A Fan Remembers a Willie Nelson Picnic (8/11/01)

 

The Willie Nelson Picnic is alive and well, touring Texas with shows in Dallas, San Antonio and Houston. The Verizon Ampitheatre, which opened north of Loop 1604 in San Antonio, was the perfect venue for this collection of songwriters on Saturday, August 11, 2001. The parking was easy, and the stage was easily accessible for 20,000 people.

Two stages, alternately showcasing music, allowed for a showcase of up and coming talent along with the featured artists on the main stage-a huge main stage. Not a minute without live music for 12 hours.

The show began with a rowdy set by Cooder Graw, an Amarillo quintet led by Matt Martindale. “If we get one person on the back row smiling and joining in, we succeeded,” Matt replied when asked about leading off to a light crowd in a huge venue. The crowd built and so did the show.

Hayseed Dixie took the Levi stage in between sets on the main stage. “We’re here to testify,” shouted out lead singer, and the bluegrass tribute to AC/DC began. Strange but true. This band has been greeted with rave reviews, radio promotion, packed club dates and bills with superstars. They put their own spin on the classic heavy-metal AC/DC tunes.

Back to the main stage with Dennis Quaid and the Sharks, followed by a rocking Rodney Crowell. Playing songs from his autobiographical album “The Houston Kid,” and backed by a tight band, he also ran through the slew of hits he’s had over the years.   He ended his set with a powerful version of Dylan’s “Like a Rolling Stone.”

Pat Green followed, bringing his young energy to the stage. He’s working on a new album for a new record label, and he proudly announced that Willie even sang a song with him on that album. Pat may be going through the door opened by Robert Earl Keen, but he’s certainly creating his own landscape of rocking Texas music along the way. “Carry On,” by Green might just become another Texas anthem. He proudly admits that he loves Texas and plays Texas music.

Robert Earl Keen followed on the main stage, and the rest is history. He commanded the day, playing his familiar hits along with new songs from his upcoming album, “Gravitational Forces,” on Lost Highway label. “Hand Me Down My Walking Cane,” seems to be his new “first song.” 
Brian Duckworth, longtime friend and fiddle player has retired, but Rich Brotherton took over those leads on several impressive guitar solos. Bill Whitbeck (bass) and Rich added harmony, giving a new sound to the stark songs of Keen. After an awesome show at the very formal Bass Concert Hall in Ft. Worth the week before, Keen and his band let loose with abandon. He owned the crowd that day, and no one took it away from him.

Dwight Yoakum took the stage about 8:00 p.m. to a standing ovation. He was a good act to follow Keen, giving the audience another look at country music. Pete Anderson posed as he took the guitar leads; Dwight danced sensuously with his guitar. Dwight had invited Flaco Jimenez and his band to join him backstage, and Flaco joined him on stage, playing accordion (what else?) on “Streets of Bakersfield.” The crowd gave him at standing ovation as he walked out on stage. Everyone loves Flaco.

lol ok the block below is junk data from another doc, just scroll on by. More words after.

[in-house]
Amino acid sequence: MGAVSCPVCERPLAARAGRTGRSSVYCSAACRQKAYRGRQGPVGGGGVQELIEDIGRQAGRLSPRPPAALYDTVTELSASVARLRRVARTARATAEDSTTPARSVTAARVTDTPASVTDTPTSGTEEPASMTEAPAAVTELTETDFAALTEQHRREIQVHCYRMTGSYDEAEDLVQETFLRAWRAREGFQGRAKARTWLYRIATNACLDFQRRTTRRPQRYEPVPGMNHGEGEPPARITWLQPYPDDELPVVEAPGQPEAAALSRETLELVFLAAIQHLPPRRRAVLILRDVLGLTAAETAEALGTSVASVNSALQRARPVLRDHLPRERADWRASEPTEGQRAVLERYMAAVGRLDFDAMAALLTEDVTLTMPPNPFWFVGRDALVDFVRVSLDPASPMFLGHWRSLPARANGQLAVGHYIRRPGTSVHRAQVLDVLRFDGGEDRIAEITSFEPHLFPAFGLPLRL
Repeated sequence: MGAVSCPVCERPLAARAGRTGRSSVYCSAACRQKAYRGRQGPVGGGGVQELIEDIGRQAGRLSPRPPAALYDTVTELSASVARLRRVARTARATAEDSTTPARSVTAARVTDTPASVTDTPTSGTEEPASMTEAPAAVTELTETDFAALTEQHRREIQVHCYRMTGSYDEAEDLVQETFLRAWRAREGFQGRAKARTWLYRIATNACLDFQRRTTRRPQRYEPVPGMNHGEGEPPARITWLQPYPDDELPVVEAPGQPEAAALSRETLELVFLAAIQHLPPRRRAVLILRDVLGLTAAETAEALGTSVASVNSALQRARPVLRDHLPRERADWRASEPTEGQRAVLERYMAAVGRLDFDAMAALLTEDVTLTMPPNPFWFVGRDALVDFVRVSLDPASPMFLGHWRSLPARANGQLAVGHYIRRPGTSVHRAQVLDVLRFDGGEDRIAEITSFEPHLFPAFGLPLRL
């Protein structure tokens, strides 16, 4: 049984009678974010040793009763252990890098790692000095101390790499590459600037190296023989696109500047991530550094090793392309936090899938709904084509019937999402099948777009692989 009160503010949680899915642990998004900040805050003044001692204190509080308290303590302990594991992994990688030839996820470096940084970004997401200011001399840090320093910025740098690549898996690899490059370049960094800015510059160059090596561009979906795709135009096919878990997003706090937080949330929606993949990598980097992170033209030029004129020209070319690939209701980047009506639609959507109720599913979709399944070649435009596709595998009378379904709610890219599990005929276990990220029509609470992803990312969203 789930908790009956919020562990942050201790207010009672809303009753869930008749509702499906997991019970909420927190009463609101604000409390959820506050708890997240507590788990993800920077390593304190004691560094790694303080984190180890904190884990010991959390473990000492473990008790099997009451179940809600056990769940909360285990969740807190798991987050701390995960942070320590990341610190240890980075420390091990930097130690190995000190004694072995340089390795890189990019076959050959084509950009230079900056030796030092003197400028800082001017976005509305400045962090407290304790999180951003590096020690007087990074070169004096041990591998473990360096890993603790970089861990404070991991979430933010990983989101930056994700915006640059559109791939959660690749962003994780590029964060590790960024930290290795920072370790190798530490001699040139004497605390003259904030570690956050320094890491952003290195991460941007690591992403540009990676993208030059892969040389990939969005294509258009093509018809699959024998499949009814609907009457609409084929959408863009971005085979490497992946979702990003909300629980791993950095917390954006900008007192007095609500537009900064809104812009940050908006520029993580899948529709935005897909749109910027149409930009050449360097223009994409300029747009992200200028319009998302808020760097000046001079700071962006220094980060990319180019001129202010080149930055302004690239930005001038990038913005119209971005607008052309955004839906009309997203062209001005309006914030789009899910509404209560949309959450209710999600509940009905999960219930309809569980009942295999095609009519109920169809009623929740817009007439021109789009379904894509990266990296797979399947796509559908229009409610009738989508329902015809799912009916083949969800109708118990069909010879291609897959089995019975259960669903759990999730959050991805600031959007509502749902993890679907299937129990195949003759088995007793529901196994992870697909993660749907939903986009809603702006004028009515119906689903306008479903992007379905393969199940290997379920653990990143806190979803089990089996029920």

Over at the Levi stage, The Derailers (who opened for Keen in Ft. Worth) announced their upcoming album on Sony Lucky Dog, “Here Come the Derailers.” Their brand of honky tonk is infectious, making everyone want to dance. The weather, which had to be 100 degrees in the shade, did not deter the picnic crowd. Nathan Hamilton performed his own collection of songs dealing with gunfighters and true love. He may be the next songwriter of note to burst forth from this scene of new young guns in Texas. Houston Marchman and Susan Gibson (formerly of The Groubees) completed the day on the Levi stage.

Now for the grand finale – Willie Nelson and family take over the stage; a huge flag of Texas unfurls and he’s off and running. He runs through the classics, he plays some blues and jazz, he showcases guitarist Jackie King. Willie Nelson does it all – with style and grace. The hat show begins as the first straw hat is thrown on the stage. He seems to be willing to wear whatever comes his way. Long braids hanging down, the red bandana in place, the finale reminds us all the Texas music is not complete without a Willie Nelson Picnic. 

Waving at people in the first row, Willie was as personal in a show as he’s ever been. His total involvement with the music was readily apparent. Jackie King, jazz guitar legend, took many of the leads, and Willie seemed to be showing off a few new licks himself. Willie, like Bob Dylan, reinvents himself at each concert even though the songs may remain the same. 

Pat Green joins Willie on “Will the Circle Be Unbroken” and “I’ll Fly Away.” The show included “Seven Spanish Angels,” “City of New Orleans,” “To All The Girls I’ve Loved,” “Whiskey River,” (the American flag unrolled across the back of the stage), “Milk Cow Blues,” and “Pancho and Lefty.” Willie announced, “I’m doing this song as a tribute to both Townes Van Zandt and Merle Haggard.”
Willie kept asking the crowd, “Do you have time for one more?” And he delivered several Hank Williams’ classics. 

The schedule at the Verizon includes Tim McGraw on August 18, John Mellencamp with The Wallflowers (Dylan’s boy) on August 22; Gipsy Kings on August 24; James Taylor on August 25; Crosby, Stills and Nash on September 4; Clay Walker on September 8. Get tickets at  Kathleen
kat@maverickbbs.com

www.texasheritagemusic.org

 

   

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